It is still a commercial art. If you are drawing a tattoo for someone that's great, but if you are painting stuff at home that is tattooable then it could be a fine art. I do not feel part of a big tattoo community of anything like that. I am lucky enough to have a customer base that will let me do what I want on them, but I do not attend any tattoo functions or participate in that sort of lifestyle. What do you do outside the shop? I do paint quite a bit, but a lot of times it is not tattoo related. It's a lot looser. I also play guitar and write.
How do you keep you originality as an artist? It seems that you are one of the artists that end up having their work copied. How do you forge the road ahead? TL: I do not pay attention to what is going on in the tattoo magazines. I tend to look at the past, old prints and I draw a lot. In mimicking old prints it seems to look like something new, not rehashed over and over again. It seems like everyone is looking like everyone else. It's weird to see people come up as imitators and get recognition for it. Like for instance take Dan Higgs; so many people try to imitate him poorly. Now, there are plenty of people who do not even know who Dan Higgs is and they would rather get tattooed from one of these imitators because their style might be cleaner. (Writers Note: Dan Higgs is no longer tattooing.) They don't understand his work. (continued next page...)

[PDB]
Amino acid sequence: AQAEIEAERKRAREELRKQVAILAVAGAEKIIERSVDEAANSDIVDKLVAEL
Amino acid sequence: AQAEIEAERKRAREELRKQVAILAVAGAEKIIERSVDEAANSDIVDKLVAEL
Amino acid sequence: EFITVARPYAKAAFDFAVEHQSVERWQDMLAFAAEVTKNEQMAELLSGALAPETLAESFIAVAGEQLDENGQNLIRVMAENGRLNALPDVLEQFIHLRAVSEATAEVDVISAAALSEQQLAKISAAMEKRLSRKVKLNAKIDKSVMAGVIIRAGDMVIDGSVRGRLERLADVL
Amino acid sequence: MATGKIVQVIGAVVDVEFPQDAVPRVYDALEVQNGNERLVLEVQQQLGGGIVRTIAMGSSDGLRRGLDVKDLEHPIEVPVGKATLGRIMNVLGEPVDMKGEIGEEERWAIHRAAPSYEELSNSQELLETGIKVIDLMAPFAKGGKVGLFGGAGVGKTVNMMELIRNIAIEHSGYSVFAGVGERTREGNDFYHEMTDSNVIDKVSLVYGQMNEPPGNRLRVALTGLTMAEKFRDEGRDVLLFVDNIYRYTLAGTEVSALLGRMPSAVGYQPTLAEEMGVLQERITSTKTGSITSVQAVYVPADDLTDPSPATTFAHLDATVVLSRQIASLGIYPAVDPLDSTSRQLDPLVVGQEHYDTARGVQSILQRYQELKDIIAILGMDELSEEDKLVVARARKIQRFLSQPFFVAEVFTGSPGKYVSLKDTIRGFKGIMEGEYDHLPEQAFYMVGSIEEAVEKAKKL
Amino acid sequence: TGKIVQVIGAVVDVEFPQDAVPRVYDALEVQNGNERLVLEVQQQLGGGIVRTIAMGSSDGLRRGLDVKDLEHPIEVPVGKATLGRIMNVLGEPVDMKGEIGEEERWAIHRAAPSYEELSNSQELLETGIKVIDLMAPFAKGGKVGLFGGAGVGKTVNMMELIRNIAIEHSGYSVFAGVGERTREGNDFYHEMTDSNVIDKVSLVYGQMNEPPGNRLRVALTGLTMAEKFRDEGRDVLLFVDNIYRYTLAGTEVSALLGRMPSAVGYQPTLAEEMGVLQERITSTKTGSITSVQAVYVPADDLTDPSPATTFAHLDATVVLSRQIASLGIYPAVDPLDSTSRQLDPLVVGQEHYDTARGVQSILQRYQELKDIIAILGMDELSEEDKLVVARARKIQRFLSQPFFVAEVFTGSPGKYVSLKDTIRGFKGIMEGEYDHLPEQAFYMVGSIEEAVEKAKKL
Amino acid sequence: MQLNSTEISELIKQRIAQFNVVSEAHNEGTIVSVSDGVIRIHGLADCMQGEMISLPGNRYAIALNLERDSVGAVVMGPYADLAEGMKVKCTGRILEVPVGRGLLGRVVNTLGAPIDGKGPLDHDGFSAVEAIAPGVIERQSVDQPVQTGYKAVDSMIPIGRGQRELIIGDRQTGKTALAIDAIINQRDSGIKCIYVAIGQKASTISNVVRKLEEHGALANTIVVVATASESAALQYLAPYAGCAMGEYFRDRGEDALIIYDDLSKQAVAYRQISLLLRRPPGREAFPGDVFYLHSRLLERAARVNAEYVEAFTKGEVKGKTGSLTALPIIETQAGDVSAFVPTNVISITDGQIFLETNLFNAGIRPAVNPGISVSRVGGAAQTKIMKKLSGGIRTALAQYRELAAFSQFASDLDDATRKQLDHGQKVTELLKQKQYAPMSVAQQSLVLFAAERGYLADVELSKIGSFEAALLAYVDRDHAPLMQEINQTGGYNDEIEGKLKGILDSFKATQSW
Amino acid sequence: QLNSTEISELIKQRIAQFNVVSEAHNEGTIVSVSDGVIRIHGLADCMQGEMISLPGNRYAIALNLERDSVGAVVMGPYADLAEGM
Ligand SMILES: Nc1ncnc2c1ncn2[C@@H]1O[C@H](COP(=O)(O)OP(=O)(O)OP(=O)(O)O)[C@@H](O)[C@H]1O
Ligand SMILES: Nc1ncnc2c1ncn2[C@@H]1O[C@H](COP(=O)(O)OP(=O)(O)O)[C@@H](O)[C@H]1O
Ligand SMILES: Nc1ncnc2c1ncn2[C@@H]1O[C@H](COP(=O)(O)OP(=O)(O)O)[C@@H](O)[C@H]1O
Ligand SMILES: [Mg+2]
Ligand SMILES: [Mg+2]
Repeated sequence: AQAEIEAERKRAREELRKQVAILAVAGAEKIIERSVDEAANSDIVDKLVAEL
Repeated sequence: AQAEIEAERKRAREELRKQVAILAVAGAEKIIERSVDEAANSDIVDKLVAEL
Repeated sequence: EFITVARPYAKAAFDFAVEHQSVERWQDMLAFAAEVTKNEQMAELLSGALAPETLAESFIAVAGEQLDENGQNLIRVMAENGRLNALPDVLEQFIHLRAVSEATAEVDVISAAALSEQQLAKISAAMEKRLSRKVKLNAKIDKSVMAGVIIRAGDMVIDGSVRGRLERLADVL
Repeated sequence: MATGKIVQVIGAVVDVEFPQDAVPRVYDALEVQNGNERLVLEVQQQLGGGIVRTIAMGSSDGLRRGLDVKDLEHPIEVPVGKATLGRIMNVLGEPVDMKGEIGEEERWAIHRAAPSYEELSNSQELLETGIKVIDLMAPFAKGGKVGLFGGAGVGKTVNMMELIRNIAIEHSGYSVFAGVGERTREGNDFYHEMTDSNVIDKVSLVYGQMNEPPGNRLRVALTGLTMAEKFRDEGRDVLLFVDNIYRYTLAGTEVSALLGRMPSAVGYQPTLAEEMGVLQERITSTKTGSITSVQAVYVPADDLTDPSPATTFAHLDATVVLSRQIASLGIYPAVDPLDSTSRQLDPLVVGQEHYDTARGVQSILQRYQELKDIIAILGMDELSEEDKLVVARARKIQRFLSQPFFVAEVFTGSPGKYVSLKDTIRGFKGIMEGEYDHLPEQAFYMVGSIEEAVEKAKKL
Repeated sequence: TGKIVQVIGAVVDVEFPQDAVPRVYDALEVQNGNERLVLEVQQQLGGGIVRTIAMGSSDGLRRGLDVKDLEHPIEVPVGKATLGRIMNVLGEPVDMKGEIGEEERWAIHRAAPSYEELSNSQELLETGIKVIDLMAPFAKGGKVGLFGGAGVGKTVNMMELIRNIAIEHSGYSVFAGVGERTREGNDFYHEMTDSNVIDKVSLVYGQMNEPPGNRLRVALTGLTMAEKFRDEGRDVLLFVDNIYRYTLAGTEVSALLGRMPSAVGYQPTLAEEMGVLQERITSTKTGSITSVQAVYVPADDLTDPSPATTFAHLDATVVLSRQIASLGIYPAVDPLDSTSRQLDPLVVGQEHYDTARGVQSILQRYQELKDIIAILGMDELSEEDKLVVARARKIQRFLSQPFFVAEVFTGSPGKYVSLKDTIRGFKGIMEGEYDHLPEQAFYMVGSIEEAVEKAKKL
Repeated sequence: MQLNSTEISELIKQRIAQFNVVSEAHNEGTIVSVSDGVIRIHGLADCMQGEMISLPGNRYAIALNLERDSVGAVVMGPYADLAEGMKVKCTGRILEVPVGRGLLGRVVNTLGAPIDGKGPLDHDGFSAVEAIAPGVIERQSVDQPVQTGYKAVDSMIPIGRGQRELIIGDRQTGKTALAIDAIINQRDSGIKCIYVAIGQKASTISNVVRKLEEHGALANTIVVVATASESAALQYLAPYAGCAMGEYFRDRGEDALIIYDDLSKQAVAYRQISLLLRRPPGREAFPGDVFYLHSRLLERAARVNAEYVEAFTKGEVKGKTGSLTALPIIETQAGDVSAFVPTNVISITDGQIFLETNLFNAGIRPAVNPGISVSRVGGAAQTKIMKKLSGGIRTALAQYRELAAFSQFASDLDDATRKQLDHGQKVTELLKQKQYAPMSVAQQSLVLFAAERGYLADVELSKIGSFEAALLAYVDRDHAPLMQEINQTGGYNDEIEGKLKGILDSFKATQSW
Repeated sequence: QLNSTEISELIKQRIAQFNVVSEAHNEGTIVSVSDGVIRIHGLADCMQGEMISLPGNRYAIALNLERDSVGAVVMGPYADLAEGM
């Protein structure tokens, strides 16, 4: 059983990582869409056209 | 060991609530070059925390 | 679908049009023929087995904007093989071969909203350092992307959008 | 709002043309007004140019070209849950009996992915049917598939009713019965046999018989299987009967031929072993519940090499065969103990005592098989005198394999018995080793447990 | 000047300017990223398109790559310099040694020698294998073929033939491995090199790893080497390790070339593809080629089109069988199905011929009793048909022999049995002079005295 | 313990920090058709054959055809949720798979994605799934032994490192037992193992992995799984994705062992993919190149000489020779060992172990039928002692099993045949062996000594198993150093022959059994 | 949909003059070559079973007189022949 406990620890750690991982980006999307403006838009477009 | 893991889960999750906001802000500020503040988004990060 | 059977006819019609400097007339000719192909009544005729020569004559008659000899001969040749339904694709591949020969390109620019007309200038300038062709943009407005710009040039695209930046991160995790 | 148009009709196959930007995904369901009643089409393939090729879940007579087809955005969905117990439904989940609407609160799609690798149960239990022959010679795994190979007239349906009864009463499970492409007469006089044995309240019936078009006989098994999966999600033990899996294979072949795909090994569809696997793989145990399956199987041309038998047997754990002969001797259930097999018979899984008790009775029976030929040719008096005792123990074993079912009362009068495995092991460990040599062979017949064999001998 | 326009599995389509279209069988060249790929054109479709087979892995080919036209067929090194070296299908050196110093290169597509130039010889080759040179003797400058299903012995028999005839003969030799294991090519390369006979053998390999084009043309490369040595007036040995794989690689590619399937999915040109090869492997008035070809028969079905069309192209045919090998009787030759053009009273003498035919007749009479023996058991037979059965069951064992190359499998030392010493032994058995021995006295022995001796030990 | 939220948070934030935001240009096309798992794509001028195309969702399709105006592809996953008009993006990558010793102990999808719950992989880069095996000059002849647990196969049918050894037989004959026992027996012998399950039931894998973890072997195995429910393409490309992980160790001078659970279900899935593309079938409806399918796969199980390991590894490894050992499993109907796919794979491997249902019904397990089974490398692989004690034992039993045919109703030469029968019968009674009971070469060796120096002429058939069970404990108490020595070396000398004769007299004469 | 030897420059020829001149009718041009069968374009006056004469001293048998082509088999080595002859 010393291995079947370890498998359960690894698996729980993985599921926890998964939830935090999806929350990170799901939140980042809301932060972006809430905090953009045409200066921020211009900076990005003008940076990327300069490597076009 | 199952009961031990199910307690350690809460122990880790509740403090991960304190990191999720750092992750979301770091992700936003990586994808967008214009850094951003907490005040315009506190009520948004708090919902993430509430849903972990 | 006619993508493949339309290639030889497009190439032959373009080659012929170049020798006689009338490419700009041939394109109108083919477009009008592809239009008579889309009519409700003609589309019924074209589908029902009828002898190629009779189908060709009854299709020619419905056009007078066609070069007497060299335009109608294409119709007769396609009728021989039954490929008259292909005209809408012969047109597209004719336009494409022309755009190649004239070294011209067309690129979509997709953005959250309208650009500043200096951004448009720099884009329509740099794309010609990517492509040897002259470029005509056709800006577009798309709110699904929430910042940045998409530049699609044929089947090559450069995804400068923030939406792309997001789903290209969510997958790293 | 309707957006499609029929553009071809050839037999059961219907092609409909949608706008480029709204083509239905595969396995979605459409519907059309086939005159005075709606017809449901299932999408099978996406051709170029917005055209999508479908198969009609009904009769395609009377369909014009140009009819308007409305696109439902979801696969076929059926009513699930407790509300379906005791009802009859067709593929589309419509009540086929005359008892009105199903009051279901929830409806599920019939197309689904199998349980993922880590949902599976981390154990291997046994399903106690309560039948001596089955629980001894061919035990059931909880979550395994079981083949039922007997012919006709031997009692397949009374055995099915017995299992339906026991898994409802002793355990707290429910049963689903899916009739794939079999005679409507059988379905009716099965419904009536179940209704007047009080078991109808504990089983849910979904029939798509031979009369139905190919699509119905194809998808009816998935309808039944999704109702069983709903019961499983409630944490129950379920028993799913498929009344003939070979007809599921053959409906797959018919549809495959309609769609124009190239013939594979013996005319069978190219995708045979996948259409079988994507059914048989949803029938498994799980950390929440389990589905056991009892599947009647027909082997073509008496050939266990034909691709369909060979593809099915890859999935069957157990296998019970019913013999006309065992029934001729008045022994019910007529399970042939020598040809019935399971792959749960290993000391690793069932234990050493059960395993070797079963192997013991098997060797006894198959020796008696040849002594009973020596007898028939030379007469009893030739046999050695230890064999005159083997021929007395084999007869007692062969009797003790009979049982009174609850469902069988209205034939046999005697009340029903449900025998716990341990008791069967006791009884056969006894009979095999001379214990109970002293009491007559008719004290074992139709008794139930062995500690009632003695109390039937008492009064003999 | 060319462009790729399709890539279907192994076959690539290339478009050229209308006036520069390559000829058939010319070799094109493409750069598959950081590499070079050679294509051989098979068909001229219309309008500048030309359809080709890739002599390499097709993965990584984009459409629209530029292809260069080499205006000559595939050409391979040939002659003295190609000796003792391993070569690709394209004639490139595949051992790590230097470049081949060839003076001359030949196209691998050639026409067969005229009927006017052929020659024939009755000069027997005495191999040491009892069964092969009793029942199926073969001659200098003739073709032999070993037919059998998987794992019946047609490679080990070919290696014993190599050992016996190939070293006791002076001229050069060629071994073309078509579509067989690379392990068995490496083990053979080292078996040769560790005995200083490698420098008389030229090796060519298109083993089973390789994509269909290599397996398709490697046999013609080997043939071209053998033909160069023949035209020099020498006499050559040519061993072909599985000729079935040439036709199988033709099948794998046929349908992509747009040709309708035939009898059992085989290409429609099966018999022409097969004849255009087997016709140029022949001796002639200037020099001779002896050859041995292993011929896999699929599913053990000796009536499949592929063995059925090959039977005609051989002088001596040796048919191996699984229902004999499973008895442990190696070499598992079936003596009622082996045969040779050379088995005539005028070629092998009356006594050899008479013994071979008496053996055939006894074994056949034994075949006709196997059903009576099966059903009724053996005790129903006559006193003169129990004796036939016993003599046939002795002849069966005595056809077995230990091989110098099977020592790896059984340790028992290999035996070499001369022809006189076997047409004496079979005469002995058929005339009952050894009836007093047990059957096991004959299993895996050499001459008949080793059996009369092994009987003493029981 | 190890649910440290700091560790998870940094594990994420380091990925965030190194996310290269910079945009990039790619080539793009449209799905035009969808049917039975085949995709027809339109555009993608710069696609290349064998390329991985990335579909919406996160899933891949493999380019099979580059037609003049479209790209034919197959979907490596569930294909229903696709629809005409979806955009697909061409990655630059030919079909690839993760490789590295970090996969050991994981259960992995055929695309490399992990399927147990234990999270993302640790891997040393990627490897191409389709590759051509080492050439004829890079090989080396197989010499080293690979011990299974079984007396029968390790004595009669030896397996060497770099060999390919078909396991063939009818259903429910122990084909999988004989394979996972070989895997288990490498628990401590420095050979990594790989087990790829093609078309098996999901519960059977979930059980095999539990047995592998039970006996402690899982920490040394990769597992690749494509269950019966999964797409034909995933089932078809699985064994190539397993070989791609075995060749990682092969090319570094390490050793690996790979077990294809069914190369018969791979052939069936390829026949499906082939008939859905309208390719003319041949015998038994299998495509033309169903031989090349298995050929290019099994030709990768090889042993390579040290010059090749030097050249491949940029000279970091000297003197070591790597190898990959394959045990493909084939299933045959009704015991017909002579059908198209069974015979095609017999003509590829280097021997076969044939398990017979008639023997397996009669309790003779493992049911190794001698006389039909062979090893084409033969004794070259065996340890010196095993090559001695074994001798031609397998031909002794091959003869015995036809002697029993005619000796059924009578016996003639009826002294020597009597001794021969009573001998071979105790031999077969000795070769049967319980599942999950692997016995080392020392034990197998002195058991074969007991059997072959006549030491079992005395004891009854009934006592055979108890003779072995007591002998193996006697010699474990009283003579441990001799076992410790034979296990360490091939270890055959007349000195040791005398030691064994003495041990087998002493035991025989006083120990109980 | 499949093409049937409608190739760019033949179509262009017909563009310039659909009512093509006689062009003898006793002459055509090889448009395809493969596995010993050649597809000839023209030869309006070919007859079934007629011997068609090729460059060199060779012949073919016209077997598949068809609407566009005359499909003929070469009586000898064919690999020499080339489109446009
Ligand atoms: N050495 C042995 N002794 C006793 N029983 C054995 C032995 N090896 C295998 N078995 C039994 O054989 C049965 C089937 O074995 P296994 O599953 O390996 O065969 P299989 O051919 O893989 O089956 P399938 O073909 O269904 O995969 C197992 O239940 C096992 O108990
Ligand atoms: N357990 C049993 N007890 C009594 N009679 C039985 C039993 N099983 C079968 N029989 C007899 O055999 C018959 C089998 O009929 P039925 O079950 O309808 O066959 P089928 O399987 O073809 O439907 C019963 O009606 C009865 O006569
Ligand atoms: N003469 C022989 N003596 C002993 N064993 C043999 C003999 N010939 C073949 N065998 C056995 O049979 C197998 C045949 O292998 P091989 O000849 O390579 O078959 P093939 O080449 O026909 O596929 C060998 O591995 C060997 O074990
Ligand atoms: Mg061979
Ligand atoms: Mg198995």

September 30, 2005 Continued from page 4… Is there a specific type of tattoo that you like to do, or will you pretty much tattoo
anything? I like doing all kinds of stuff. I do not pretend to be any Japanese expert, I just happen to get a lot of requests for it. There are not a lot of tattoos that I will not do, but I will not force the issue either. If I cannot get into it, I will not do it just for the sake of money. If someone came in and said, do what you want, what would it be? Skulls or macabre stuff. I also like doing really pretty stuff like flowers, so I could go either way? I do not like to push people into things. So let's say someone comes in and wants a back piece from the top of their shoulders to their hips,
how would you go about designing that? A lot of it depends on the person. If they want to see how it is going to look I will do an extensive drawing for them. What I prefer to do is get the main subjects on them and then loosely sketch in the background. I think it flows better that way. Is there anyone you want to get tattooed by? I want to get my back finished by Dan Higgs. I also want some tattoos from Bob Roberts. Is there a long wait for a tattoo from you? Usually about 2 months, but sometimes I have cancellations. If anyone is interested in getting tattooed by Tim Lehi, he can be reached at http://www. blackhearttattoosf.com or 415-431-2100.